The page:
Entrepreneurial Project Management

Guerrilla tips and tactics for getting things done

Usability, Instructions, and Foreign Airports

Posted by matteverard on August 3, 2006

I recently traveled through Toronto International Airport for the first time and the experience reminded me of how it is nearly impossible to communicate an unintuitive process to a listener. Take, for instance, trying to teach somone how to drive a manual transmission auto (“Let out gently on the clutch, slowly engage the gas…Slowly…Slooowly…GOOD LORD I SAID SLOWLY!!”).

Or teaching a 6 year old how to punt a soccer ball (“hold it like this, and drop the ball when it gets just below your knee…No, don’t toss it up…up is bad, let it fall…whatever…just have fun, you’ll get the hang of it).

So, OK, I’m waiting in terminal 1 for my baggage…waiting…getting nervous…watching the same two forelorn bags circling and circling without any new friends to join them. Then I did what I normally do when I can’t find my luggage (and don’t ask me why b/c it has never yielded results, but it just seems like “common sense”), I walk around the other baggage carousels thinking there’s a mix up. I think I blew 30 minutes before I went for help.

Baggage guy: “Oh, you’re going international, so you pick up your bags in terminal 2. Which is way over there.” He looks at me, twists his head a bit and points to a vague, far off land that requires a bus ride. To him, looking for international luggage in term 1 was just insane. Just then I remember hearing something in the PA system talking about international passengers which I had tuned out. Sure enough, it gave me perfect directions.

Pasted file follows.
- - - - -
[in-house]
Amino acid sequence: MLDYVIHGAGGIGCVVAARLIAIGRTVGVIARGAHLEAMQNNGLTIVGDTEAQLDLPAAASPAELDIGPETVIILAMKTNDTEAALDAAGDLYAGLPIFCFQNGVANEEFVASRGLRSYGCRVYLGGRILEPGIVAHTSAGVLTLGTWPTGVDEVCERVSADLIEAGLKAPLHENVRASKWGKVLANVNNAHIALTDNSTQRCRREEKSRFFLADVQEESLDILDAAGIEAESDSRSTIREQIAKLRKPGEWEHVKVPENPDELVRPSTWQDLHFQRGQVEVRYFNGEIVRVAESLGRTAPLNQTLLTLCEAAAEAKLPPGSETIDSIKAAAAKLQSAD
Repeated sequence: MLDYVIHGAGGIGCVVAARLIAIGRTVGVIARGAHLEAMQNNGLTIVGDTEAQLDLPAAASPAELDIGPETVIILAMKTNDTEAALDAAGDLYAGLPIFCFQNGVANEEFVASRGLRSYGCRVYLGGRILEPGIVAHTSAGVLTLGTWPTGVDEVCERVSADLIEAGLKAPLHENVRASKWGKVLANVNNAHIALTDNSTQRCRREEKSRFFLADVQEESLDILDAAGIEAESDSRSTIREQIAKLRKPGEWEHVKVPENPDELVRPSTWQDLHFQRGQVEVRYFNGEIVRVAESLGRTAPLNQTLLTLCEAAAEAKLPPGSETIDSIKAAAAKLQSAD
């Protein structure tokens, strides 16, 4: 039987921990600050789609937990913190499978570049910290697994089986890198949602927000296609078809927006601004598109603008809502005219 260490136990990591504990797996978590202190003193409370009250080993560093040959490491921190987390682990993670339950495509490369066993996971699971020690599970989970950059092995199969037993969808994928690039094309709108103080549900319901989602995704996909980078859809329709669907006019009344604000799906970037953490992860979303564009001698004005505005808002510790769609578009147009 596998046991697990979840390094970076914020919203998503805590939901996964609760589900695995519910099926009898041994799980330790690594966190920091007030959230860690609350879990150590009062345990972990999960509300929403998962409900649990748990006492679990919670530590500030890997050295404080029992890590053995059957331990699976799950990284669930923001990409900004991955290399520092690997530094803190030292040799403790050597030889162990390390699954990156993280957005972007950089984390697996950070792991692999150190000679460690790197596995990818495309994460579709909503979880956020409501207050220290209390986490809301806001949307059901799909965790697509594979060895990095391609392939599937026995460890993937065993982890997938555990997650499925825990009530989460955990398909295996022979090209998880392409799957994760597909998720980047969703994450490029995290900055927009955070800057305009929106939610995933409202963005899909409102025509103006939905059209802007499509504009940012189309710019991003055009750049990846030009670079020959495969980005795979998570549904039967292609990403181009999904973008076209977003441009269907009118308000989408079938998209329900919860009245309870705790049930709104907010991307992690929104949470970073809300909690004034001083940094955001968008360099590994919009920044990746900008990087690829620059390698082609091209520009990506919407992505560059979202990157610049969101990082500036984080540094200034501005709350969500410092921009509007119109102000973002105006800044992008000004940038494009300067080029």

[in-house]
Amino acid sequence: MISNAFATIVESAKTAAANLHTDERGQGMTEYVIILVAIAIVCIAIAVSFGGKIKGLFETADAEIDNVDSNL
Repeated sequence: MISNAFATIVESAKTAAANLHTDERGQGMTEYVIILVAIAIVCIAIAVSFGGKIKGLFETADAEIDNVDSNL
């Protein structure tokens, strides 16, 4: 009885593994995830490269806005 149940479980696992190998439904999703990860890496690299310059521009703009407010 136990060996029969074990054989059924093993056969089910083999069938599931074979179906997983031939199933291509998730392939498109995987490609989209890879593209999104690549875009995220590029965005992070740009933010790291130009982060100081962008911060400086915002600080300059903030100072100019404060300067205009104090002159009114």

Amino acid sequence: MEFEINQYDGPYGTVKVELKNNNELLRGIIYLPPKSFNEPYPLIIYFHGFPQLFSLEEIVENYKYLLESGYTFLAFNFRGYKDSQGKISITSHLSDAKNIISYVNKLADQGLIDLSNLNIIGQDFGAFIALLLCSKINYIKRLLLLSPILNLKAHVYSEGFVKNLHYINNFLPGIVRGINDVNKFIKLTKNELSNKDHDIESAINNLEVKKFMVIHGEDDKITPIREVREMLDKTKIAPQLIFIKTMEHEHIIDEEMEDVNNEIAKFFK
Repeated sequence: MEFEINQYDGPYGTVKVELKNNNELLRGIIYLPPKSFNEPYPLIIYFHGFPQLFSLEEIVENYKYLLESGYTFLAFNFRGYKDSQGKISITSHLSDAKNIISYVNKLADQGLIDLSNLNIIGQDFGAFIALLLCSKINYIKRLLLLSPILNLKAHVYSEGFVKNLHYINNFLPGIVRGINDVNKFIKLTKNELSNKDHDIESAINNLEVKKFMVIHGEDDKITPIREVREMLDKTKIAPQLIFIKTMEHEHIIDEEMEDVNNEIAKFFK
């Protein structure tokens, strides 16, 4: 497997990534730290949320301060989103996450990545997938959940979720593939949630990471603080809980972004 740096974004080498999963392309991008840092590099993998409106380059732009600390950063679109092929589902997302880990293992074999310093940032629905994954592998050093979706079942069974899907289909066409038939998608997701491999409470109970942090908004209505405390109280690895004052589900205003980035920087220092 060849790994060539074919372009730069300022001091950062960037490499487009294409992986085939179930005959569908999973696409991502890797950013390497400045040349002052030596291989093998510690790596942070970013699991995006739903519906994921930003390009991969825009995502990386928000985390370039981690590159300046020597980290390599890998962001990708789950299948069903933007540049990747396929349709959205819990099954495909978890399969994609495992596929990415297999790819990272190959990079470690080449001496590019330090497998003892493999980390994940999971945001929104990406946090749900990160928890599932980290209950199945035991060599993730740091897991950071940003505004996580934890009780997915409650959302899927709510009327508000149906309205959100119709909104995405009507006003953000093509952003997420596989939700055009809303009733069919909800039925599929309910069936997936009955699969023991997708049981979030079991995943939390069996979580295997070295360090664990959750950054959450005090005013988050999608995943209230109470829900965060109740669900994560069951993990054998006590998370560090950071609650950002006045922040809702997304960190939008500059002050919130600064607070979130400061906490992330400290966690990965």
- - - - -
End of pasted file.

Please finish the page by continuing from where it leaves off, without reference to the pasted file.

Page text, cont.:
Yep, the manual was there but I didn’t read it. Why? Well, I never read manuals b/c they are usually very, very dumb. Here was an exception, but I’ve already figured out how to navigate these types of systems and the PA system has never before contained critical information. (BTW–my friends in Vancouver had warned me of the weirdness of the Toronto luggage system before I left, but I had no category to receive the data. I just didn’t get it.)

So to me, looking for luggage in a remote terminal is insane. Sure, I live in Ohio and don’t get out much. Go ahead, make your jokes. Never mind. This is the way software works. People don’t read the instructions b/c they’ve, say it with me, used this stuff before and know how it should work.


OK, so, here’s the moral of the story: I hated the Toronto International Airport and blamed them for my bad experience. “That’s not fair,” you might say. True, but that’s the way it went.

I think end-users grow to hate sofware through similar experiences. If you don’t design a highly usable UI/flow, don’t count on warning signs or manuals to help with adoption.

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